Nunnally was listed as being 6′ 5″ in college, but is currently listed at 6′ 7″ by the D-League. His weight is the same in both cases, 205 lbs.

    In general, I’d say he’s a better choice than Christmas, due to his consistency. I don’t hold high hopes for him, but Nunnally could play a Tucker-like role as a tenacious role player who doesn’t cost the team shots or possessions.

  • Scott

    BTW, are the Suns beating the Sixers in the rebuild department?

    The Sixers picked up Noel and Carter-Williams in the draft, and they have 2 more picks coming next year.

    The Suns picked up Len and Goodwin, and they have 3 picks coming next year.

    While it’s close, I’m thinking Len beats Noel and Goodwin beats MCW.

    As a measuring stick over the next couple of years, the Suns might compare themselves to the Sixers to see how they’re doing.

  • Daniel

    Nunnally is a boss!! this guy has an overall nice game, he has the physical attributes, plus hes a UCSB alumni! This would be a great addition to the bench! Jared Dudley type player with more athleticism!

  • RayRay A.

    Scott, you are trying to compare apples to oranges…………. Suns in no way compare to the 76ers, because the Suns were further along in being closer to a championship than the Sixers were in recent years. Plus, they play in a far less competitive conference, with far less successes, with the exception of their lone appearance in the Finals during the AI years. Silly comparison…… Try again. I think as of right now, the Suns are the worst team in the league, and the worst team in Suns history. Bottom out. No reason to believe the Sixers are further along in the rebuilding process, cuz the Suns are barely starting out. MCW and Noel are no comparison to Len and Goodwin…. Why? Because they are all different types of players.

  • RayRay A.

    Two horrible teams. And the Sixers are not a franchise I would like to compare our precious Suns to for anything, at anytime. Right now, we cannot talk trash to any team in the league until they make the court, and we see for our fanselves just what kind of team they play like. Its an experiment of McD, with nothing having been proven at all. Even EBledsoe acquisition cannot be measured or quantified because it is all based on his potential on how he performed with the Clips, with different players.

  • Ty-Sun

    I would disagree with the statement that the Suns are the worst team in the NBA and that they are the worst team in Suns history. I think that the Sixers will be worse this year and that last season’s Suns were the worst Suns team ever. And as for comparing Len and Noel, Len kicked Noel’s butt in the one game they played against each other in college. That’s the comparison that counts the most.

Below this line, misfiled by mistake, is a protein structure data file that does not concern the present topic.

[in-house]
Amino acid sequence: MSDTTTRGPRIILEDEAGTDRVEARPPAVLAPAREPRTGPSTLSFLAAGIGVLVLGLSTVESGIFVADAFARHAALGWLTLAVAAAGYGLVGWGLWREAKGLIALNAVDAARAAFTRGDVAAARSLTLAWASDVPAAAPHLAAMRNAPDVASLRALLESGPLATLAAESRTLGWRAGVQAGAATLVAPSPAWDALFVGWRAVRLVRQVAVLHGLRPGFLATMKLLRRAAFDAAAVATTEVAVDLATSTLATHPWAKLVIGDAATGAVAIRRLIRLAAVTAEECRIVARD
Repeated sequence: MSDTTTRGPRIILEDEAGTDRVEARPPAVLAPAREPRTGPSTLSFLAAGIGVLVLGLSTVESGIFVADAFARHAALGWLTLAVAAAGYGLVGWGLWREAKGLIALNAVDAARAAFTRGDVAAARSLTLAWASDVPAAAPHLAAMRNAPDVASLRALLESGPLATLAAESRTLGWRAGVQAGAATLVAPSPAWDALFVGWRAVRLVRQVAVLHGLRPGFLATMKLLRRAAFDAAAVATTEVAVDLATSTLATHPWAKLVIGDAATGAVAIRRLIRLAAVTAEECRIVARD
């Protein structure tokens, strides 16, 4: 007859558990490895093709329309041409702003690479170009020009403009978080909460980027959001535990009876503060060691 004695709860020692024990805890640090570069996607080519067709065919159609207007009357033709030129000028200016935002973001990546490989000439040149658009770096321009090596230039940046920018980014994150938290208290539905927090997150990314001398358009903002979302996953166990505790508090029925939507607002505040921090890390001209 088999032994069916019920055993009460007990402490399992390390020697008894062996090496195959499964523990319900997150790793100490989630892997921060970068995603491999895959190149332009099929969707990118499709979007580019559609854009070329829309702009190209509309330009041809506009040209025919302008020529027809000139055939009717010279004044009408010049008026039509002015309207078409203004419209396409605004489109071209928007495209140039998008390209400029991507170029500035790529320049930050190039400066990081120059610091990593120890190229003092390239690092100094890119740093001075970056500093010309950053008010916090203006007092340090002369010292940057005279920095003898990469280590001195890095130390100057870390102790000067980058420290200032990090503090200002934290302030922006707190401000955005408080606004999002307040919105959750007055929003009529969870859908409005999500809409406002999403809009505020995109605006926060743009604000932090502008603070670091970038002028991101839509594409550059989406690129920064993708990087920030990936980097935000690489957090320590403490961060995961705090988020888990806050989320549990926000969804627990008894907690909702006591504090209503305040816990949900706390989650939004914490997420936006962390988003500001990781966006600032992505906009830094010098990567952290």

• NOitall

    First, why are you guys expending so much energy breaking down the game of a guy that will never make this team?

    We have 17 guys who are guaranteed money right now [either fully or partially]. We have to cut that to 15 at the most, if not cut to 14, and that is only if we decide to keep an inactive guy on the payroll.

    That means Ish and Malcolm are more than likely to get paid and sent packing. Additionally, Dionte Christmas has an uphill battle to prove his partial guarantee is worth keeping him around.

    BTW, in regards to the 76′ers, they don’t even have 5 legit starters on their roster. After Young, there isnt a guy on that team who would even start for us. That is how bad they are.We aren’t going to be that bad. My guess is that we end up with the 3-5 pick. Boston, Orlando, Philly will be far worse than us. Sacto will be a mess. Toronto won’t be good at all.

  • Ty-Sun

    At this point I’d say that Nunnally’s chance to make the team will rely on chemistry is as much as talent. The Suns have enough cap space to cut higher paid players -like Brown – this season if they think that a player like Nunnally, Christmas or anyone else is a better fit on the team and has more upside. It’s unlikely but not many people thought that Tucker would do more than warm the end of the bench before last season began.